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Podiatrist versus chiropodist

What is the difference between a podiatrist and a chiropodist?

Podiatrist versus chiropodist. Podiatry is the modern name for a Chiropodist, but with a few differences.

When did Podiatry become the new term?

Podiatry became the new term in 1993, in the UK. It was to ensure that the UK was in line with podiatry across the world.

What training do Podiatrists undergo?

All students training since 2005 have undertaken a 3 year BSc degree at university. Degree education has given podiatrists the skills to diagnose and treat conditions of the feet and lower limb. We are known as foot and ankle specialists.

Podiatrists are allowed to access, use and supply certain drugs. These include local anaesthetic, antibiotics and corticosteroids to broaden their treatment remit and skills.

Would you like a career in podiatry?

If you are interested in a career in podiatry, please check out a career in podiatry.

Podiatrist versus chiropodist

Chiropodist as a term is commonly used by the general public but less so be health professionals, we are podiatrists. Podiatry comes under the allied health professionals.

What is the scope of practice for a podiatrist?

The treatments that podiatrists offer range from nail cutting and nail surgery to sports injury through and injection therapy.

Training includes in depth knowledge of anatomy, physiology and the skills in treating conditions.

Podiatrists regularly use high tech kit to aid diagnosis and treatment. Such as ultrasound to see images of soft tissue and dermatoscopes to diagnose skin conditions.

Shockwave therapy is used for sports injury, microwave therapy for verrucae, 3D camera imaging for detailed gait analysis.  

Extended scope of practice for podiatrists

Podiatrists can become further skilled in podiatric surgery, research and forensic science, to name a few. Specific masters degree courses are available.

Dentists treat the mouth and teeth. Podiatrists treat the foot and lower limb.

Where can podiatrists work?

Private practices see patients with all foot and ankle conditions.

Podiatrists work both in the NHS and in private practice to cater for all patients’ needs.

It is recommended by NICE the podiatrists manage footcare of long term conditions. These conditions include diabetes, peripheral arterial disease and rheumatoid arthritis should be available on the NHS.

Podiatrist versus chiropodist

Have you thought about a career in podiatry?

career in podiatry

What is podiatry?

Podiatry is the study of the lower limb. For a career in podiatry you need to study an undergraduate degree, and attain a Bachelor of Science (BSc). In the UK we are part of the Allied Health Professionals. https://www.england.nhs.uk/ahp/role/

You will work with people’s feet and legs. You’ll diagnose and treat abnormalities and offer professional advice on care of feet and legs to prevent foot problems.

Career in podiatry – what areas can I work in?

Podiatrists work in a number of areas from the NHS, private practice to surgical teams and sporting facilities. We have podiatrists that were part of the Olympic Support Team in 2012, and podiatrists that run international private clinics. 

Podiatry is recognised internationally and many countries are keen to employ UK taught podiatrists.

Who does a podiatrist treat?

A podiatrist diagnose and treat a range of conditions:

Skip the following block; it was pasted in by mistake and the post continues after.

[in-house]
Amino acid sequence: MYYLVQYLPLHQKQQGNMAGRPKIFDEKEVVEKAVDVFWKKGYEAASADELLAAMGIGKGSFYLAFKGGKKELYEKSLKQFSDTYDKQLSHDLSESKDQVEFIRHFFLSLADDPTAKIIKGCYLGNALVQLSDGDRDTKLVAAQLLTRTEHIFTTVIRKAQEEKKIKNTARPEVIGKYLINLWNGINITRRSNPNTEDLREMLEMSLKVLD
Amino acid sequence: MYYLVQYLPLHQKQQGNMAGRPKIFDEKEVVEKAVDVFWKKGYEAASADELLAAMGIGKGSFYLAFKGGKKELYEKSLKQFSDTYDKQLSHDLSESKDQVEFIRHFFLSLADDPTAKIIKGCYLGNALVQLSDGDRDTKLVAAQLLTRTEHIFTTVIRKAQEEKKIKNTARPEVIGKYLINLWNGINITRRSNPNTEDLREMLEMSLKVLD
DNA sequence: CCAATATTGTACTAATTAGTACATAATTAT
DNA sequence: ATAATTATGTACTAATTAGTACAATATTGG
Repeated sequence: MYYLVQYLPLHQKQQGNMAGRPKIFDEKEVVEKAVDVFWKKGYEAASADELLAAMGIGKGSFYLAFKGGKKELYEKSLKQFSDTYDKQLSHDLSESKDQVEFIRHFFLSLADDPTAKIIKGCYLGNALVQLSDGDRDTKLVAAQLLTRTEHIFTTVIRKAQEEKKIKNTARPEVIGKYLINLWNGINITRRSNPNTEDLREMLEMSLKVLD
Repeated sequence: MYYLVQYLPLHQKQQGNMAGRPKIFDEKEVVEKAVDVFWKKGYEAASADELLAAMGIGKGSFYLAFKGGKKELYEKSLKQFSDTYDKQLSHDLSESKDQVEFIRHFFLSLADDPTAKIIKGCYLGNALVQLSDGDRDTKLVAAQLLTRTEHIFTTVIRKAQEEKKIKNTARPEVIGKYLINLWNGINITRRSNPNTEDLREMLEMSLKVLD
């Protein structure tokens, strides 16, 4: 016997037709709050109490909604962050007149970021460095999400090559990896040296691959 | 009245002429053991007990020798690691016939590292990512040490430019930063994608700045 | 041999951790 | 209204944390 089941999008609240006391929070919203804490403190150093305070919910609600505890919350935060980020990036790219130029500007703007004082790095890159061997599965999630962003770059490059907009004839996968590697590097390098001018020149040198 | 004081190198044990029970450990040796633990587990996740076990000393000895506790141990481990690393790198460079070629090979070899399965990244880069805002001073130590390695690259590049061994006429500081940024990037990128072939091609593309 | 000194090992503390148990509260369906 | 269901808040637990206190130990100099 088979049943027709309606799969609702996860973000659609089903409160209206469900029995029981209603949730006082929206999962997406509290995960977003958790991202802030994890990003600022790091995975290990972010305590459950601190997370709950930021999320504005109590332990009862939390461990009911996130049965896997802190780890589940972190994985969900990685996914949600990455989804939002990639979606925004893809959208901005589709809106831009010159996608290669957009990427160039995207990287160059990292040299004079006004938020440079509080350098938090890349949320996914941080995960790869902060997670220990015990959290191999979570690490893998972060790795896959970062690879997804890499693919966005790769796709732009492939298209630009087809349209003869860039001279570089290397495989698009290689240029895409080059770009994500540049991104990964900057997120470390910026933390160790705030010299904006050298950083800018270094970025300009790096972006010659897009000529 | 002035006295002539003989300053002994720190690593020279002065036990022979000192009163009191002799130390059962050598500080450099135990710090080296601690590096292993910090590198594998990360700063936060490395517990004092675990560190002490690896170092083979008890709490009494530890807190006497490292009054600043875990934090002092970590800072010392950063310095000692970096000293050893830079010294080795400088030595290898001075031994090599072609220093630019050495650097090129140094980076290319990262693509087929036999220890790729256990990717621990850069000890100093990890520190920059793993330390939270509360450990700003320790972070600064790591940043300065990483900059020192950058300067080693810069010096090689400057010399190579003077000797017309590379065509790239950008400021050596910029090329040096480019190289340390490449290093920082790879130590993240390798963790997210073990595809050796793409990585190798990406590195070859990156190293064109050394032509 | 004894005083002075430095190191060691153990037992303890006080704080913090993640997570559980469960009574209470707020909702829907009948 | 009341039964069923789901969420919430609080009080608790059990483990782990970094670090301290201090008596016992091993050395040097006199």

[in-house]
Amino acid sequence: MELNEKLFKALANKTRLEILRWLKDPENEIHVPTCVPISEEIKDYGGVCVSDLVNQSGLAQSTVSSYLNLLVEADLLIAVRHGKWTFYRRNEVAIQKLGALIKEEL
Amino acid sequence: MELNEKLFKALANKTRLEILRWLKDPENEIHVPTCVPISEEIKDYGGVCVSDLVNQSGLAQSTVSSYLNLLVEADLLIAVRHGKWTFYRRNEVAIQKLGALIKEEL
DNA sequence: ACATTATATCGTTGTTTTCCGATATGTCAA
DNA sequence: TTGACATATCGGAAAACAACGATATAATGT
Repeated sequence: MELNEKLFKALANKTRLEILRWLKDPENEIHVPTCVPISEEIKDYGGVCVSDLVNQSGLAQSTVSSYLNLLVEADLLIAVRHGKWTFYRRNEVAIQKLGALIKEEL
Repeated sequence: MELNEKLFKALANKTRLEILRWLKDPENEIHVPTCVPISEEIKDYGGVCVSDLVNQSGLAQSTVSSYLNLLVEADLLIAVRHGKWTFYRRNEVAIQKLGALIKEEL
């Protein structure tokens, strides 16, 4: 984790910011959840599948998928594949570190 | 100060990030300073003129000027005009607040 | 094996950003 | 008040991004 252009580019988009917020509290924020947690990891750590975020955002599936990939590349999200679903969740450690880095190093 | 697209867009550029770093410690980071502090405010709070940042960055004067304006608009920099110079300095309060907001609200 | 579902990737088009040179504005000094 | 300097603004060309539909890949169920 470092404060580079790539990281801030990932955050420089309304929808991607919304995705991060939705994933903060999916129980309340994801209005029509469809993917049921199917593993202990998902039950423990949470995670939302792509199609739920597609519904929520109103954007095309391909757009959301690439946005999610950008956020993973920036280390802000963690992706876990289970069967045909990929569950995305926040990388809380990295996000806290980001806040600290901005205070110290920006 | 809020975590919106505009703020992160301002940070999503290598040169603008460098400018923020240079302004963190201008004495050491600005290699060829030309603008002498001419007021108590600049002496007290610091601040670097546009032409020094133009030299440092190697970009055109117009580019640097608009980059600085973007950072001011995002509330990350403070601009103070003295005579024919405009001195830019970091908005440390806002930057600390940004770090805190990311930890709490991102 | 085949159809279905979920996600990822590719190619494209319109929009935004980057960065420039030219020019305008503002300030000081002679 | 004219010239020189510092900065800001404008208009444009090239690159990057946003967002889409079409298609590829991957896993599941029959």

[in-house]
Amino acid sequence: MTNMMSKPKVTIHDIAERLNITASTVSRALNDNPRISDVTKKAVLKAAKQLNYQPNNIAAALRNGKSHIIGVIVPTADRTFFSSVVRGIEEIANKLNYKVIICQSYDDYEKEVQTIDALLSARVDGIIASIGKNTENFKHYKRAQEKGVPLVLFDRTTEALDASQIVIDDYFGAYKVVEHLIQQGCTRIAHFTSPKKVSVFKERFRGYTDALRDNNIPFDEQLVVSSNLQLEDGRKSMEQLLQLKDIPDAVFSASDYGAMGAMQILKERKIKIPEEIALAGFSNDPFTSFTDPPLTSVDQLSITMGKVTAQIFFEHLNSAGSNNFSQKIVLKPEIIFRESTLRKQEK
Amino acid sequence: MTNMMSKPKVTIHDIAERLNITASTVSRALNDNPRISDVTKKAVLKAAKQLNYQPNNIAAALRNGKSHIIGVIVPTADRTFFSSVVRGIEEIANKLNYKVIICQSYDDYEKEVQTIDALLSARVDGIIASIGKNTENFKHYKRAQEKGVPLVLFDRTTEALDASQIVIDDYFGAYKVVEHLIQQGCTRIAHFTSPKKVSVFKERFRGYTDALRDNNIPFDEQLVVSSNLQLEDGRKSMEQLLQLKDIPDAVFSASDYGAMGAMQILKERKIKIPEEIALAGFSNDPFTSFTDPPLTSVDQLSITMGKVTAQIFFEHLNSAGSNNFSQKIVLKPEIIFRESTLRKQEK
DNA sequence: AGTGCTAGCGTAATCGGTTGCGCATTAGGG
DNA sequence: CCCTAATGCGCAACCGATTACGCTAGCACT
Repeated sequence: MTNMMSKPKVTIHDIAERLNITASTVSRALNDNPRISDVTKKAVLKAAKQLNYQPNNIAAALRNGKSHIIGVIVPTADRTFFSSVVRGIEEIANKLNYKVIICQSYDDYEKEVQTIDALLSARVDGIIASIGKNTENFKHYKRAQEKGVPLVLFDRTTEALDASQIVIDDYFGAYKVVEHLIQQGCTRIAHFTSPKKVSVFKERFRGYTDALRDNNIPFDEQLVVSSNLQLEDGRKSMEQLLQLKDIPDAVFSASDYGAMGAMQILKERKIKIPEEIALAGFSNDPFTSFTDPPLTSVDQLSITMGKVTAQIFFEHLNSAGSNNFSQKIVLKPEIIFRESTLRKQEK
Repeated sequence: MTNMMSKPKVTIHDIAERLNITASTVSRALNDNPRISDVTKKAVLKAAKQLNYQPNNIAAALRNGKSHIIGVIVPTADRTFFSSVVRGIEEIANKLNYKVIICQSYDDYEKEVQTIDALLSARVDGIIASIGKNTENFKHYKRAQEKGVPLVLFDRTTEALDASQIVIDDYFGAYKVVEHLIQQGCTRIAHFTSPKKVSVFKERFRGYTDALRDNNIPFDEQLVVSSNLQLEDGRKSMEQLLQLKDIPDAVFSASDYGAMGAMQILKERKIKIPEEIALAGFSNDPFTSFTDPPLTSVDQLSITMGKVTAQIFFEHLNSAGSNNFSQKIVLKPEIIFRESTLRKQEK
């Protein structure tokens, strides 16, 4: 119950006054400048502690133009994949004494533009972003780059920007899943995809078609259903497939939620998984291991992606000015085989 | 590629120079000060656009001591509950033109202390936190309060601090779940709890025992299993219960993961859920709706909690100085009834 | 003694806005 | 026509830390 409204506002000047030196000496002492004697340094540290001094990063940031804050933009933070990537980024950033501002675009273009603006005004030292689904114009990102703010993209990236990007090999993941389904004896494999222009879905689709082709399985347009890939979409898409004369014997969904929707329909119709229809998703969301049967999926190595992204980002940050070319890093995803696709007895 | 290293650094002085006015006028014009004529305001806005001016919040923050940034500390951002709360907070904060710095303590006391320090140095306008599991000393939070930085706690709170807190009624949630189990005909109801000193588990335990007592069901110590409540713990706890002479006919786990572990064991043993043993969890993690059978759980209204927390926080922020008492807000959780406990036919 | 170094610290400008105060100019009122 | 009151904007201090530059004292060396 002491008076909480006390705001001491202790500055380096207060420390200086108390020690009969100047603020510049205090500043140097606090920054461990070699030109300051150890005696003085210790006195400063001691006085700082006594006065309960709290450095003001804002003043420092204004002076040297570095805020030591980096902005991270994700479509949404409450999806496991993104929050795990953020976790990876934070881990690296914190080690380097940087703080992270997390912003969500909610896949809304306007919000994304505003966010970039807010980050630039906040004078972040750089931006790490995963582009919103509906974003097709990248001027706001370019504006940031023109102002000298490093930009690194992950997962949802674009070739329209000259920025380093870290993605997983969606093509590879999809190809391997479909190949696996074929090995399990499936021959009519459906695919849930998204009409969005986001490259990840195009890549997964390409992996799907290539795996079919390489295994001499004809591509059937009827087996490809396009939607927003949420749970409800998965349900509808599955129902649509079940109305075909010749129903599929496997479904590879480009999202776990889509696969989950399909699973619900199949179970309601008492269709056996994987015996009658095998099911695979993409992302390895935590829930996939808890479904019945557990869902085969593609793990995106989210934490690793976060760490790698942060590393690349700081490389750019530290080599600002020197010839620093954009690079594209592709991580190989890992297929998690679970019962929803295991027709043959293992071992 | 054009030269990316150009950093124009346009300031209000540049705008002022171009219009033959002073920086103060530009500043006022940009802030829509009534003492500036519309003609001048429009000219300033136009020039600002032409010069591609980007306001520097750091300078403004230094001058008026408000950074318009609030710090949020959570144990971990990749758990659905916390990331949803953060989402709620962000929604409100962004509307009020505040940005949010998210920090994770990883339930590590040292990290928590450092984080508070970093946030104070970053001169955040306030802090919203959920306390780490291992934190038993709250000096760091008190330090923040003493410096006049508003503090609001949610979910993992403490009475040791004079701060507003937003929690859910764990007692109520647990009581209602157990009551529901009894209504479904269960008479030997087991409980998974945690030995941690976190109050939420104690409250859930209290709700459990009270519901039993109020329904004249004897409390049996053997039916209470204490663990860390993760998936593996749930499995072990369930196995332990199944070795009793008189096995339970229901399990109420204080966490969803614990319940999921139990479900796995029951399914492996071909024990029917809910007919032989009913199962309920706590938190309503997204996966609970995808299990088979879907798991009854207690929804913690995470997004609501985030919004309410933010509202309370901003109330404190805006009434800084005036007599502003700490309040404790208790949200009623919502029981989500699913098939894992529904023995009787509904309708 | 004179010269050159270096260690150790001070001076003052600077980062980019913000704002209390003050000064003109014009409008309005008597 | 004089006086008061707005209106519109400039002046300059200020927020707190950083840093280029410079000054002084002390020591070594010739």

• In multidisciplinary teams focusing on diabetes, rheumatology and wound care. 
  • Musculoskeletal areas look at injuries, rehabilitation and gait, and the use of orthotics for activities. Sport Podiatry.
  • Children’s development. 
  • Dermatology focuses on skin lesions and treatments available.
  • Ingrown nails with nail surgery and the use of local anaesthetic.
  • Podiatric surgery which requires further study.

Do I need to do a podiatry degree?

Podiatry is taught at an undergraduate degree level, it is a science based degree (Bachelor of Science BSc). There are 12 universities that offer Podiatry, you apply through ucas.

For a career in podiatry there are a few routes into studying, from A-levels, Access courses and launched in 2020 the apprenticeship scheme.

Information on the UCAS site for podiatry career can be found at : https://www.ucas.com/ucas/after-gcses/find-career-ideas/explore-jobs/job-profile/podiatrist

A two year course now available

All information you need about studying podiatry at the University of Buckingham https://www.buckingham.ac.uk/medi…/bsc/podiatric-medicine/

Can I do a podiatry apprenticeship?

Degree apprenticeships combine on-the-job experience with a full degree-level qualification. This style of university-level study means you gain a full honors degree, earn a wage, and gain valuable work-experience at the same time. 

This is an ideal route if you are a school leaver looking for an alternative to a full-time university course, or if you’re an existing employee seeking to benefit from this higher-level training, but not able to enroll in traditional study. There are many routes for your career in podiatry.

Plymouth university offer this now: https://www.plymouth.ac.uk/study/apprenticeships/students

What do I need to study podiatry? career in podiatry

In order to be accepted onto the podiatry course you will need to meet the academic requirements and also have experience and knowledge of the profession. We would advise you to gain this by:

  • Shadowing and work experience in podiatry
  • Contact NHS podiatry departments and private practice clinic
  • Visit the Zest Podiatry career page

Develop your career in podiatry further

What is podiatric surgery?

Podiatric Surgery is a specialist field of practice within the Podiatry. Podiatric Surgeons are Podiatrists who have had extensive postgraduate training in the surgical management of foot and ankle problems.

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